For more that a solid ten years the songwriting team of Leiber & Stoller virtually ruled the R&B and Pop music charts, churning out more than 70 hits for artists to sing. Their music not only influenced careers of these artists, it also rocked the whole recording industry.
Dedicated to the blues and Southern R&B, the pair wrote prolifically throughout the early ’50s, trying to remain as authentic to the music of that culture as possible, Jerry Leiber writing the words and Mike Stoller writing the music.
Since so much material has already been written about Leiber and Stoller, I will just try to just weave together a time line of some salient points in their journey, such as how they met, some of their major hits, and side projects.
Although they started out with an R&B focus, their compositions often had lyrics more appropriate for pop music, and their combination of rhythm and blues with pop lyrics revolutionized pop, rock and roll, and even punk rock.
Jerry Leiber penned some outrageously entertaining lyrics. From the tongue-in-cheek humor of “Down Home Girl” to the poetic beauty of “Spanish Harlem,” his words set out to capture the essence of the black experience in America and in many ways he accomplished that goal, creating a lyrical body of work rivaled by very few.
The Coasters / Down Home Girl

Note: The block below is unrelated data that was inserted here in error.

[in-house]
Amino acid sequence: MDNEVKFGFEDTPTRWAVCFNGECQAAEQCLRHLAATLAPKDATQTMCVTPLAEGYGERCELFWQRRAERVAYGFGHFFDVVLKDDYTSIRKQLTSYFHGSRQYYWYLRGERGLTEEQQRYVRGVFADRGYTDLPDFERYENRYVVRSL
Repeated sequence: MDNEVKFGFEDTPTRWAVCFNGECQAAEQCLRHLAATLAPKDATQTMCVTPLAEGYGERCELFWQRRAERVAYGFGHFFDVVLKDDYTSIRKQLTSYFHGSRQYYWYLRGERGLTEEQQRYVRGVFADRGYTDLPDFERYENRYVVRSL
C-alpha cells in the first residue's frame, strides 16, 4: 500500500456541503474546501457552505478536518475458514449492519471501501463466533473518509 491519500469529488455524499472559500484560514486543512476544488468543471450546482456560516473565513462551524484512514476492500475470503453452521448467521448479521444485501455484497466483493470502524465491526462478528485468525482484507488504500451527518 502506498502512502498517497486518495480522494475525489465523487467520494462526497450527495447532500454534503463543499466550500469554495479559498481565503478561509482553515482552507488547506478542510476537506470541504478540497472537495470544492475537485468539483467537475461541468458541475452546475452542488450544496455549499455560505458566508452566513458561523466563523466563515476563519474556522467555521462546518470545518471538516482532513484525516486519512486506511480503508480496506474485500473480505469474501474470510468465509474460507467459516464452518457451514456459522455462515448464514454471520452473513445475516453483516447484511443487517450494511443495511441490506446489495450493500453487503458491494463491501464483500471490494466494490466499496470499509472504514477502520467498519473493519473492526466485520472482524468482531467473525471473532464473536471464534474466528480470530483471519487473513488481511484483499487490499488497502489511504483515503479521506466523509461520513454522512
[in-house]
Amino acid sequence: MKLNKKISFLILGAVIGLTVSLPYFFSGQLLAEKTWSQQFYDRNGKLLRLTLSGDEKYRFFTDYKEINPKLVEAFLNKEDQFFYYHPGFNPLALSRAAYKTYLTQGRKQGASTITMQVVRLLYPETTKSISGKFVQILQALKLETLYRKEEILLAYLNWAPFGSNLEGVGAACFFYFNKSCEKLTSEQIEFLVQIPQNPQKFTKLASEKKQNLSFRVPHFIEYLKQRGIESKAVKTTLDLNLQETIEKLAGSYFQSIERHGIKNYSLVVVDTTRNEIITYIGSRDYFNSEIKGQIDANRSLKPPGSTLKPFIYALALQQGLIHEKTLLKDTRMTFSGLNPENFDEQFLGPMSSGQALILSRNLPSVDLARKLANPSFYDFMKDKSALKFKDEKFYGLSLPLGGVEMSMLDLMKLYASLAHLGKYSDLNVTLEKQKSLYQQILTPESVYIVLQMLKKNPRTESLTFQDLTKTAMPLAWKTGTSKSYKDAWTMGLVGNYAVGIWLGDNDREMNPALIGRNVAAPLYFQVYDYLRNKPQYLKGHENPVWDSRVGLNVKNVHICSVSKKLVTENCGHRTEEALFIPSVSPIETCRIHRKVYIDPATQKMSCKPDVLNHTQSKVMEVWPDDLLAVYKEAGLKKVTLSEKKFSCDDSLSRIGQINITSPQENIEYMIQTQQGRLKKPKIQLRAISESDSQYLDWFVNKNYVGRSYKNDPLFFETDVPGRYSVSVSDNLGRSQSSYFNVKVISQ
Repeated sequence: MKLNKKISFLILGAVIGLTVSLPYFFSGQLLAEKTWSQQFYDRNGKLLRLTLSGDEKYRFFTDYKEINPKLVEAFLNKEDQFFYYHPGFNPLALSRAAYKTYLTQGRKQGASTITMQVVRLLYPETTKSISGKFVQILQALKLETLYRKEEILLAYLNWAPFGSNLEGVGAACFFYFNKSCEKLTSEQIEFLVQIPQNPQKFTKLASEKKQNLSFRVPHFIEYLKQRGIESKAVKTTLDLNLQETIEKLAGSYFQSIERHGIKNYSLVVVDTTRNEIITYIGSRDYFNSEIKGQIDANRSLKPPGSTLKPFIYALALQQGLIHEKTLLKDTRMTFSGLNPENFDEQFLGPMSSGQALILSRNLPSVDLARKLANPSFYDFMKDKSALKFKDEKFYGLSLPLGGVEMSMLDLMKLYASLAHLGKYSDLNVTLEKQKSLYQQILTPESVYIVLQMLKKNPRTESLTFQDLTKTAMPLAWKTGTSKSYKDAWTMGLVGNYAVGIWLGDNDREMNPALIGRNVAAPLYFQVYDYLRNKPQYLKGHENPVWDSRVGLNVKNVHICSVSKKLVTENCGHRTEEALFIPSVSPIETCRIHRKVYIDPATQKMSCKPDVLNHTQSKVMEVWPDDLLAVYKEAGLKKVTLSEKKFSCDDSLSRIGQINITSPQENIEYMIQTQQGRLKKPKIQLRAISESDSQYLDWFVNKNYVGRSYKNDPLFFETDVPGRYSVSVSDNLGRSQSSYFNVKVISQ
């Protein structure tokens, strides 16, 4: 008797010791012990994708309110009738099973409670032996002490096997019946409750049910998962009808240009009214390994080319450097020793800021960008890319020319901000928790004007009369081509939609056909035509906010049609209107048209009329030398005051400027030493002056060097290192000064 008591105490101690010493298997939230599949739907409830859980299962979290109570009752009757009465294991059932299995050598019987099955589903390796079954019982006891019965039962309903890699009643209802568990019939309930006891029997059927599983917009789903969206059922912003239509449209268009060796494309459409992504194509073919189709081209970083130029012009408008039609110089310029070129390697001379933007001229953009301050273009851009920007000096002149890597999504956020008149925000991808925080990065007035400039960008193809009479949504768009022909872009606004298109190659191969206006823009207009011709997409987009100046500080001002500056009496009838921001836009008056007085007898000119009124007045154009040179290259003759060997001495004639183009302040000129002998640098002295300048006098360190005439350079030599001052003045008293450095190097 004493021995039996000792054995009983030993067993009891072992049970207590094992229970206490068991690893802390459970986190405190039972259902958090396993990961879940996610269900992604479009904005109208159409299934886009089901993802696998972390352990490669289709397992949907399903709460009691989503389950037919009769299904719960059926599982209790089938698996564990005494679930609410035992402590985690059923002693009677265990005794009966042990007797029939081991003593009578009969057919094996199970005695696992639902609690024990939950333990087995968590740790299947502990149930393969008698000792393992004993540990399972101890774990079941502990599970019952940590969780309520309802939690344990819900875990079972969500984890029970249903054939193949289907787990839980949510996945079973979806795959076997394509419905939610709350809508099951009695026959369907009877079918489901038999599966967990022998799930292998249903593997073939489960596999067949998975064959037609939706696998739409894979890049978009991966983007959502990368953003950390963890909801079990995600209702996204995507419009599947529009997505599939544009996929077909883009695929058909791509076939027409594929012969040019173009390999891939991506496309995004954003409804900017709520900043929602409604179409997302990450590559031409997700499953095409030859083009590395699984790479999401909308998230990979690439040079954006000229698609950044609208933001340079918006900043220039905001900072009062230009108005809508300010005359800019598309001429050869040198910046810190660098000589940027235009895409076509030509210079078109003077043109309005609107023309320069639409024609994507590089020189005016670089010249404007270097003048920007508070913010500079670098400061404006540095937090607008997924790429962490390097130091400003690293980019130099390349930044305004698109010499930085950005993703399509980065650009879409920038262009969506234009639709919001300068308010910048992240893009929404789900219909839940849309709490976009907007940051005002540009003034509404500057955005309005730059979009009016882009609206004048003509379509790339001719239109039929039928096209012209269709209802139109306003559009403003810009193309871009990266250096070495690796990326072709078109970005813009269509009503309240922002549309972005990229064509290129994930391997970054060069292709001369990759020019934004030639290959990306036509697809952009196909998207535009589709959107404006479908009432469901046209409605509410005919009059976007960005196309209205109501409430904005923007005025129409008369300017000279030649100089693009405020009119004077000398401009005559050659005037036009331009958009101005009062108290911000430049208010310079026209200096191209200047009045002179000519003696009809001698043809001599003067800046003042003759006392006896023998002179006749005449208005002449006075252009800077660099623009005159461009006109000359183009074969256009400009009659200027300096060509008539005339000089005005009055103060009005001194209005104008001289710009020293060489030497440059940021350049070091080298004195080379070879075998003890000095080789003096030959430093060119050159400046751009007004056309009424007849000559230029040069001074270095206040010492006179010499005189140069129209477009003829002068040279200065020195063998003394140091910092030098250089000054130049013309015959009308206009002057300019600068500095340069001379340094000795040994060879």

When they were writing in a traditional blues vein, it was Mike Stoller who supplied some very catchy music. His piano licks and hook melodies made the songs so recognizable beyond the standard 12-bar format.
His individualistic style of piano playing and melodic approach to the blues defined the sound of early 1960’s rock and roll.
Jerry Leiber & Mike Stoller.
1952 / Leiber and Stoller’s Hound Dog / Big Mama Thornton
1957 / The Coasters / Searchin’ / The Steve Allen Show
1957 / Elvis Presley / Baby I Don’t Care / Mike Stoller playing piano in this one (looks like Scotty Moore on guitar too )
1960 / Ben E. King / Spanish Harlem / Written by Leiber and Stoller, produced by Phil Spector
1933 – Early Life
Born Jerome Leiber April 25, 1933 in Baltimore, Maryland, Jerry’s father died when he was just five years old and his widowed mother opened a grocery store in a black neighborhood. While making deliveries, Jerry became infatuated with the R&B music he heard emanating from people’s homes. He became fascinated with black culture, absorbing himself in the black community’s race music, dress, and attitude.
In 1945, Jerry’s family moved by bus to Los Angeles, California where the bebop jazz movement was in full swing.
Jerry brought his enthusiasm for R&B with him. While attending Fairfax High School, he went to work at Norty’s, a record store on Fairfax Avenue and at age 16 he began writing blues lyrics.
Leiber’s passion for, and knowledge about R&B caught the attention of Lester Sill, a salesman for Modern Records, one of the half-dozen or so companies specializing in race records (R&B), the popular music made by and for black people in the United States after World War II. Sill found the effusively energetic Leiber an engaging kid, enthusiastic, quick, and knowledgeable about the records of Modern as well as other R&B labels.